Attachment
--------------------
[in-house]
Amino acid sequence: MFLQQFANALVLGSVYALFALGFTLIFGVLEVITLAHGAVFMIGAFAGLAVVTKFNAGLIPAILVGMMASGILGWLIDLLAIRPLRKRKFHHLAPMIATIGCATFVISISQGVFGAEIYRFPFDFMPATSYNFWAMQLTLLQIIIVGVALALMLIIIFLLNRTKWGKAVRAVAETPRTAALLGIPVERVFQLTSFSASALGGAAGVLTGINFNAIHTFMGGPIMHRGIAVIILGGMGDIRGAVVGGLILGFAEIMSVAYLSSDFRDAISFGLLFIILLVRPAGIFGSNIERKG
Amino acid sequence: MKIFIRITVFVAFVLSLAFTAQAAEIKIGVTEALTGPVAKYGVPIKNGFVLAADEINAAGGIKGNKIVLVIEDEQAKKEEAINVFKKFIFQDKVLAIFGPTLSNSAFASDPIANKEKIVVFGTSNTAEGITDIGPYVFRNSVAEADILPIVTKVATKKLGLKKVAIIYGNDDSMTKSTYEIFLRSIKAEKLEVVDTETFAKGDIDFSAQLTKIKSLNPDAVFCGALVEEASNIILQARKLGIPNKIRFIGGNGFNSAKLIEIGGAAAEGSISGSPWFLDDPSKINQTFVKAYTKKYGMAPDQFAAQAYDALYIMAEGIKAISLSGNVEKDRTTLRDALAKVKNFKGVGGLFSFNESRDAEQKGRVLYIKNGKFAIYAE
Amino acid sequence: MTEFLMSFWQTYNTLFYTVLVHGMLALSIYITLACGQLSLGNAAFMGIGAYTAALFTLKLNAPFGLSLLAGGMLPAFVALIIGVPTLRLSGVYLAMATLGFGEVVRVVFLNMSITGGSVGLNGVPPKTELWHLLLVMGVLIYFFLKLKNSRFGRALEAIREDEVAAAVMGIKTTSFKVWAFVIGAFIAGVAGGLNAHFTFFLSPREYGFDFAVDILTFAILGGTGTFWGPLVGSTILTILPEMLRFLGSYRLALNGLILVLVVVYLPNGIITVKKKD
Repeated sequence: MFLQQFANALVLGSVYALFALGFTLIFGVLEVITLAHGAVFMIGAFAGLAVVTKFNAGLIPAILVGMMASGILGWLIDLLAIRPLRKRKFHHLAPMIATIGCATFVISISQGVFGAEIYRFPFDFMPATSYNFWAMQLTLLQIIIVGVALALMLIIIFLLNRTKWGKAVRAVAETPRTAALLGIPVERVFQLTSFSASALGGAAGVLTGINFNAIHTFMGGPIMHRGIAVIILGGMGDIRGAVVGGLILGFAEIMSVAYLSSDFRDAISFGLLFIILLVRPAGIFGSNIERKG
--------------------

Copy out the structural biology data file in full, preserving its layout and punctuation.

[in-house]
Amino acid sequence: MFLQQFANALVLGSVYALFALGFTLIFGVLEVITLAHGAVFMIGAFAGLAVVTKFNAGLIPAILVGMMASGILGWLIDLLAIRPLRKRKFHHLAPMIATIGCATFVISISQGVFGAEIYRFPFDFMPATSYNFWAMQLTLLQIIIVGVALALMLIIIFLLNRTKWGKAVRAVAETPRTAALLGIPVERVFQLTSFSASALGGAAGVLTGINFNAIHTFMGGPIMHRGIAVIILGGMGDIRGAVVGGLILGFAEIMSVAYLSSDFRDAISFGLLFIILLVRPAGIFGSNIERKG
Amino acid sequence: MKIFIRITVFVAFVLSLAFTAQAAEIKIGVTEALTGPVAKYGVPIKNGFVLAADEINAAGGIKGNKIVLVIEDEQAKKEEAINVFKKFIFQDKVLAIFGPTLSNSAFASDPIANKEKIVVFGTSNTAEGITDIGPYVFRNSVAEADILPIVTKVATKKLGLKKVAIIYGNDDSMTKSTYEIFLRSIKAEKLEVVDTETFAKGDIDFSAQLTKIKSLNPDAVFCGALVEEASNIILQARKLGIPNKIRFIGGNGFNSAKLIEIGGAAAEGSISGSPWFLDDPSKINQTFVKAYTKKYGMAPDQFAAQAYDALYIMAEGIKAISLSGNVEKDRTTLRDALAKVKNFKGVGGLFSFNESRDAEQKGRVLYIKNGKFAIYAE
Amino acid sequence: MTEFLMSFWQTYNTLFYTVLVHGMLALSIYITLACGQLSLGNAAFMGIGAYTAALFTLKLNAPFGLSLLAGGMLPAFVALIIGVPTLRLSGVYLAMATLGFGEVVRVVFLNMSITGGSVGLNGVPPKTELWHLLLVMGVLIYFFLKLKNSRFGRALEAIREDEVAAAVMGIKTTSFKVWAFVIGAFIAGVAGGLNAHFTFFLSPREYGFDFAVDILTFAILGGTGTFWGPLVGSTILTILPEMLRFLGSYRLALNGLILVLVVVYLPNGIITVKKKD
Repeated sequence: MFLQQFANALVLGSVYALFALGFTLIFGVLEVITLAHGAVFMIGAFAGLAVVTKFNAGLIPAILVGMMASGILGWLIDLLAIRPLRKRKFHHLAPMIATIGCATFVISISQGVFGAEIYRFPFDFMPATSYNFWAMQLTLLQIIIVGVALALMLIIIFLLNRTKWGKAVRAVAETPRTAALLGIPVERVFQLTSFSASALGGAAGVLTGINFNAIHTFMGGPIMHRGIAVIILGGMGDIRGAVVGGLILGFAEIMSVAYLSSDFRDAISFGLLFIILLVRPAGIFGSNIERKG